Flickering LED Star!




This is a pretty simple project that makes a cool, flickering led star! Perfect for the holidays!

Time needed: A few hours

Complexity: Low

Cost: For materials, <$5, for arduino board: around $30

Skills needed: Soldering

Step 1: Materials!

This is a very simple project and only requires a few parts.

1x Arduino. Anything from an ATTiny to an UNO will work, as long as you have the means to program it. This will not work with a Mega. Sorry!

LED's, any color (preferably yellow/orange ish. Any color will do though). You will need 30-50, depending on how big/what shape you want your star. The LED's I got were clipped short, so it was harder to solder.

Perfboard. I used an 70x90mm sheet. 


Soldering tools (soldering iron, wire strippers, helping hands etc)

Step 2: Arrange LED's

I decided to arrange my LEDs in a classic, 4 pointed star shape (Star of Bethlehem).
It is the basic shape of this:
4point star

You can do any shape you want here, just remember, the more complex it it, the harder it will be to solder.  Also, make sure to arrange your leds in a way that will make sense. Make SURE your LEDs are arranged in the correct polarity throughout the project! Otherwise, it will be very confusing and you may have LED's that wont work! 

Step 3: Tape Down LED's

Once you have arranged your LED's the way you want, use tape to secure them to the perfboard. You have to do this unless you want to solder the LEDs in one by one. 

Step 4: Mark Your Paths

This is something I neglected to do with my board. I highly recommend you try it. Just use a sharpie or something to mark the side if the LEDs that will be hooked together, and do it for the other side with a different color. Because I didn't do this, my leds were soldered down wrong, and I had to re-do a lot of the board. Attached is a crudely drawn image of what my LEDs might have been marked like:

Step 5: SOLDER!

Bend the legs of the LEDs so that they all connect together in parallel. Solder everything together.This step takes the longest time. Test every few minutes to make sure you don't have any shorts. Double check the leds before you solder. You might need to have some wire jumpers near the points of the project. I had to do this.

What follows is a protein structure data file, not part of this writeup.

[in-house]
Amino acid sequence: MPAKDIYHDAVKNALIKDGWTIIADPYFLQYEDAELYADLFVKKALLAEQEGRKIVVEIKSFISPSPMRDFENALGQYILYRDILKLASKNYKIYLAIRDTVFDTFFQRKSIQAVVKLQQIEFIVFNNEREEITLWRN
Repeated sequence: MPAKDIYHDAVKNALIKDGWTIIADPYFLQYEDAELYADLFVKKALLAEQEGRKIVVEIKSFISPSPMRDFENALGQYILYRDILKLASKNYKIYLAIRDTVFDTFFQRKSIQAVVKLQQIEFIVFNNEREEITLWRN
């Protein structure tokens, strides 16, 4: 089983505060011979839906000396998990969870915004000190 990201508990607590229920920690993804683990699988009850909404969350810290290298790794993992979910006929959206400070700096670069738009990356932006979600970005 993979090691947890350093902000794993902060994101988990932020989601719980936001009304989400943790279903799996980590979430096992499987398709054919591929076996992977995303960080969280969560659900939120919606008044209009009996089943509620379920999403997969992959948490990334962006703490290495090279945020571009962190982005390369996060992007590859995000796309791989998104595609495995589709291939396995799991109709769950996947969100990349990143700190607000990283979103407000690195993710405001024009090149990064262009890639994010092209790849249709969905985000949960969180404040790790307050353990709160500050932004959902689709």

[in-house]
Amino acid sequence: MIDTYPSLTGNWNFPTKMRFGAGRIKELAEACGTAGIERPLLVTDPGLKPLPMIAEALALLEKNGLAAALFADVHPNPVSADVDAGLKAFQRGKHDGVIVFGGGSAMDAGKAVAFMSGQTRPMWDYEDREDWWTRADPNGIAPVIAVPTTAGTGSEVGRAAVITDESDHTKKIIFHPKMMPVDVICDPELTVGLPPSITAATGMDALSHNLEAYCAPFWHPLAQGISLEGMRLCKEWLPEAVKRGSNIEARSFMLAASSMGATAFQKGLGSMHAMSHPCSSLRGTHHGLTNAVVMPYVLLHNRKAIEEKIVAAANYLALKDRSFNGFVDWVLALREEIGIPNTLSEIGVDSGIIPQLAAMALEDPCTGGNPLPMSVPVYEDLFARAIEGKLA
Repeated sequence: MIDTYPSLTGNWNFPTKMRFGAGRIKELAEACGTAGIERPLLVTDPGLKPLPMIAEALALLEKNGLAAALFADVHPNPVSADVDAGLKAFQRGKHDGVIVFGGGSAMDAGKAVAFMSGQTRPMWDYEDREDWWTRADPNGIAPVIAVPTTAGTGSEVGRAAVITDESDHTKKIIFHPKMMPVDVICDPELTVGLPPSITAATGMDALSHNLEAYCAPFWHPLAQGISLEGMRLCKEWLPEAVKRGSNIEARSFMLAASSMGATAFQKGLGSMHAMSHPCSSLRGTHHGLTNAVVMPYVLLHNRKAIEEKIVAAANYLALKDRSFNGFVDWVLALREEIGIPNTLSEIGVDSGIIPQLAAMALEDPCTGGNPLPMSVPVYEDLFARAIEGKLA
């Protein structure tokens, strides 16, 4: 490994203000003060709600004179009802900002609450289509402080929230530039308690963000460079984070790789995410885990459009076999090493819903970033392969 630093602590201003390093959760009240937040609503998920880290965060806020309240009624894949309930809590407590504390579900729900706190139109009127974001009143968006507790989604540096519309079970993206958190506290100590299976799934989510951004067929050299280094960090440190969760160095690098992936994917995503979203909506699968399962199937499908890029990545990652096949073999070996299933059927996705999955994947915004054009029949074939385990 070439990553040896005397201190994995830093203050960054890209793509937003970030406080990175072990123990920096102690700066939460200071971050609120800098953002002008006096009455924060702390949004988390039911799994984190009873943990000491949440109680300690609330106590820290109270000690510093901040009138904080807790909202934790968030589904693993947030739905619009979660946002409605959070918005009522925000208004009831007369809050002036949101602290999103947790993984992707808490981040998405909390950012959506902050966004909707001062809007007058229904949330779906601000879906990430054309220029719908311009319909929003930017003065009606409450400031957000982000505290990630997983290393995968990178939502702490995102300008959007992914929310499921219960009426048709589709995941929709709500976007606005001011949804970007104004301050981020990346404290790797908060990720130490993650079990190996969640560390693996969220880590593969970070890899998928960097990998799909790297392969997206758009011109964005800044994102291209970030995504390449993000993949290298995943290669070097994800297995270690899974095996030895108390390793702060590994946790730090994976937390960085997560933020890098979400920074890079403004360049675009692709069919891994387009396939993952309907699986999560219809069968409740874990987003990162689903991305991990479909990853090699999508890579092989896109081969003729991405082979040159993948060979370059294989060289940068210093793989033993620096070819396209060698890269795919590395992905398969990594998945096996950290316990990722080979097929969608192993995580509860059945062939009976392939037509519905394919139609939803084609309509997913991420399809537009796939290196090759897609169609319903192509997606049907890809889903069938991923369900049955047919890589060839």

Solder 2 wires onto the + and - leads of the led's. These will go to the Arduino

Step 6: Get the Arduino Library.

For this project, I used the TrueRandom library: you can download it here
here are also instructions here for how to put the library in the Arduino Software

Step 7: Code the Ardunio

Open the Arduino software and start a new Skech. Insert this code 
#include *TrueRandom.h* void setup(){ } void loop(){ analogWrite(9, TrueRandom.random(0,255)); delay(10); }
Replace the *'s with < and >,  and upload it to the arduino. Plug the positive wire of the star into pin 9 of the arduino, and the negative wire to ground. The display should light up and "flicker". That's it! All done. In my project, note that I have not used the center LEDs yet. I am using them for something else :)

Thanks user oweng4000 for the code! Also, many thanks to user Robot Lover, for putting on the advent calendar, and doing such a great job on it.  How about a quart of oil for the Robot, huh? Cheers!

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    16 Discussions


    6 years ago on Step 7

    I figured a transistor would be my best option. I have a 5V 1A power supply and 103 LEDs. I made a snowflake with amber LEDs.

    1 reply

    Reply 6 years ago on Step 7

    Yep- you should be alright as long as you use a transistor rated for over 1 amp of current (just to be safe). You could also use maybe 5 or so 2N3904 transistors in parallel- but it is probably better just to get one transistor. Also make sure your LEDs are using around or less than 10ma of current each or you might overload your power supply. You could probably use a few resistors to keep the current for each LED under a certain amount


    Reply 6 years ago on Step 7

    I would try to limit it to less than 20 at any time using an arduino pin for power, but if you use a transistor to hook it to a wall wart or any power supply that can support more amperage, you can use quite a few LEDs. I'd say a 5v 1A power source could do about 100 LEDs at 10ma each. More if you used lower power LEDs or got a higher amp power supply. What are you trying to do? :D


    7 years ago on Introduction

    I know what its like to have a crappy soldering iron I own one.

    Robot Lover

    7 years ago on Introduction

    This is great! I would make this but sadly, I don't have any orange/yellow LEDs. Maybe I will make a twinkling tree ornament. Love it!

    5 replies

    Hah! We actually couldn't find our tree topper so I was just about to make one until my mom bought one :(


    7 years ago on Introduction

    Very nice astroboy907! It looks really good in action on your video.

    I'm new at Instructables, so I'm not sure if this is correct, but my understanding is that you must post your video to a site like YouTube or Vimeo and create a link to it. Currently your video is playing automatically, even if you're not at that step, and because there are no video controls, you can't pause it or anything.

    So, I might be wrong, but you should either post the video elsewhere, or confirm this fact with a member who's been around longer than I have.

    Regardless, I think it looks great. Thanks for sharing!

    3 replies